“When I was younger, I wanted to be a fireman,” Christopher Lecoufle divulges. This reveal is a far cry from the sommelier career he leads today. The young sommelier has a wealth of experience far beyond his 22 years of age and has earned his place as head sommelier at Les 110 de Taillevent, London.
Wine competitions and an introduction to Antoine Pétrus led Christopher down a very different path, whereby the competitions made him hungry for more knowledge and opened up an opportunity to move from Normandy to Paris to work with Pétrus at Lasserre while studying.
Drawing inspiration from Pétrus was easy, for his talent and passion for his vocation are palpable. During this time Christopher visited Champagne with the sommelier team, and became commis sommelier at Lasserre. Training under Pétrus was key, and instilled in Christopher not simply wine knowledge, but how to be curious, how to be a good sommelier, and how merely to “be” in the restaurant. “The most important thing at my early age was him. He gave me, and taught me, almost everything,” says Christopher.
Arriving in London at Les 110 de Taillevent was the next step forward; he was asked three months prior to the restaurant’s opening in October 2015 to organize the wine cellar, and after six to eight months of working on the floor as a sommelier Christopher made the natural progression to head sommelier. “It’s very interesting because now I am part of everything, discovering everything, and doing everything with my team.”
Christopher demonstratively describes the by-the-glass wine list (the full list poetically comprises 1,100 references, “the Bible; my baby,” says Christopher), where the menu takes center stage. Then, categorized by price, four different styles of wine are paired to each dish, available by 70ml or 125ml, allowing guests to explore and discover different angles. This technique is less intimidating and perfect for the wine novice, with its variety of price points, too (under £8/$10.3USD, £14/$18USD, £20/$25.9USD, and over £20). As Les 110 gathers regular customers, Christopher ensures that there are 10-20 new wines on the by-the-glass list each month, hoping to surprise them with something different and exciting. Regulars may be “spoiled,” as Christopher may notify them in advance of a new wine to hit the by-the-glass list and offer a prelude tasting, which adds a personal touch. Some guests will visit the restaurant because they know it is the only venue in London to have a certain producer by-the-glass; these wines remain to provide structure to the list.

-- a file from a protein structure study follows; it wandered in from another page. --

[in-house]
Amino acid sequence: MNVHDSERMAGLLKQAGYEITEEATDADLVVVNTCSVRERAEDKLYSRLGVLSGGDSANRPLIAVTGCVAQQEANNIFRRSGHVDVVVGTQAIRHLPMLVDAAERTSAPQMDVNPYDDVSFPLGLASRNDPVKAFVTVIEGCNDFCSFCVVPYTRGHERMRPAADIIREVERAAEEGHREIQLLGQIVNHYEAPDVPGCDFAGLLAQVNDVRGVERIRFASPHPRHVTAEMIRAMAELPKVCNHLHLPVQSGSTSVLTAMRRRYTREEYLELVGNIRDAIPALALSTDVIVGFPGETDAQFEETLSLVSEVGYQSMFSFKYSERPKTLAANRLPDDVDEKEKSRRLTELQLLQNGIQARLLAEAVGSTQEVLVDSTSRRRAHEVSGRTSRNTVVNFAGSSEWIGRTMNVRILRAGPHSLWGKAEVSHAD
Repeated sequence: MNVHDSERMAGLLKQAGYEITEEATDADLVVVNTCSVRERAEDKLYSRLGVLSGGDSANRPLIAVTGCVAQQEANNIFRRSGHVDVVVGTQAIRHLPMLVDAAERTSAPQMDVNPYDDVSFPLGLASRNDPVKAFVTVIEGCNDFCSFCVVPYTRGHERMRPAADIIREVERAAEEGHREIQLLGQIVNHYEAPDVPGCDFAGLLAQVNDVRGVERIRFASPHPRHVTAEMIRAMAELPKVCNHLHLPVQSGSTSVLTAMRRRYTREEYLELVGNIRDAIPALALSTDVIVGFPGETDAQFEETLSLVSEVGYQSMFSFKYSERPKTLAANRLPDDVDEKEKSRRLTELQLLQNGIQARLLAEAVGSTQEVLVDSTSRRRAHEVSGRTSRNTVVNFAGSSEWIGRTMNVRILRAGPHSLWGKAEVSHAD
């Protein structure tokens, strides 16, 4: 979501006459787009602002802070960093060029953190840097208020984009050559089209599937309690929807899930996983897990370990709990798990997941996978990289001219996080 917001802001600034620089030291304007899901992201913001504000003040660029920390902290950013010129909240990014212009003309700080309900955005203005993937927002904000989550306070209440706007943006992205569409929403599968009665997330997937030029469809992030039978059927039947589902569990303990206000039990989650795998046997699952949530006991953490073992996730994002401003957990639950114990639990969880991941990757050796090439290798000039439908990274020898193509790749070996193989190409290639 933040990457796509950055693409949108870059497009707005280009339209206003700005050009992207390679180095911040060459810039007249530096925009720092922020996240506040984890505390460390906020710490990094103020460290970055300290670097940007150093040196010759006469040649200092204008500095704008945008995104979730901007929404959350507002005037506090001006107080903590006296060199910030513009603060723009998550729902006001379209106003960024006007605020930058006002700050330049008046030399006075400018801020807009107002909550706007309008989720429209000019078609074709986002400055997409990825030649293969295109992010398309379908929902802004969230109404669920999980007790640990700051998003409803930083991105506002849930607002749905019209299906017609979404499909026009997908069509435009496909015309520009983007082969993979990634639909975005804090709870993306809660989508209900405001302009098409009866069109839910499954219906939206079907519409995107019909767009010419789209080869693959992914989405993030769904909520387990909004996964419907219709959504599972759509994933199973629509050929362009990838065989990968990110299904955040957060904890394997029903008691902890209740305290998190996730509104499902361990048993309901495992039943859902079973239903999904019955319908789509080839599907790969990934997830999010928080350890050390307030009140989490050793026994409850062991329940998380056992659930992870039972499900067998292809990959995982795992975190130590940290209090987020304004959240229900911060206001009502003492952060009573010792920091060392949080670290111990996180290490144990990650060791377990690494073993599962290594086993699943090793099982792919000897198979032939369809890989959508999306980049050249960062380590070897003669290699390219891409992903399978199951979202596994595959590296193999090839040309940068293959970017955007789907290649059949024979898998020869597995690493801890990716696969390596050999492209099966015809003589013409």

Christopher’s passion extends well beyond the knowledge and serving of wine; he craves to learn the story of what is in each bottle. “We know the wine from the moment we’re pouring it,” said Christopher, but the winemaker can tell its story prior to it reaching the table, a story that often stretches back many years. A future venture may lie in working a vintage with a winemaker overseas, probably Australia or New Zealand. William Downie has caught Christopher’s eye; “I like that he’s making Pinot Noir but from three different sub-regions: Gippsland, Mornington Peninsula, and the Yarra Valley. And they are really good.”
Les 110 de Taillevent draws on the legacy of the famous Paris restaurant Le Taillevent, which opened in 1946, and has been sourcing excellent wine for its guests ever since. Eight pages in Les 110 de Taillevent London are dedicated to white Burgundy, paying homage to Taillevent’s founders, who were from that region.
In 2017, Les 110 de Taillevent entered the World’s Best Wine Lists for the first time. “We are very excited to be entering the awards and are thrilled to be able to share with other wine enthusiasts the fantastic wine list we have at Les 110 de Taillevent,” commented Christopher. Hundreds of other global establishments, each sharing an affinity for fine wine, will have their results announced in June.
Although Christopher spent five years training as a fireman, from the age of 14, he learned not only how to handle a fire, but team-building skills and regimented life skills. “It was good because I was almost always moving—I had too much energy!” Those same skills are still invaluable today as he heads up the team at Les 110 de Taillevent.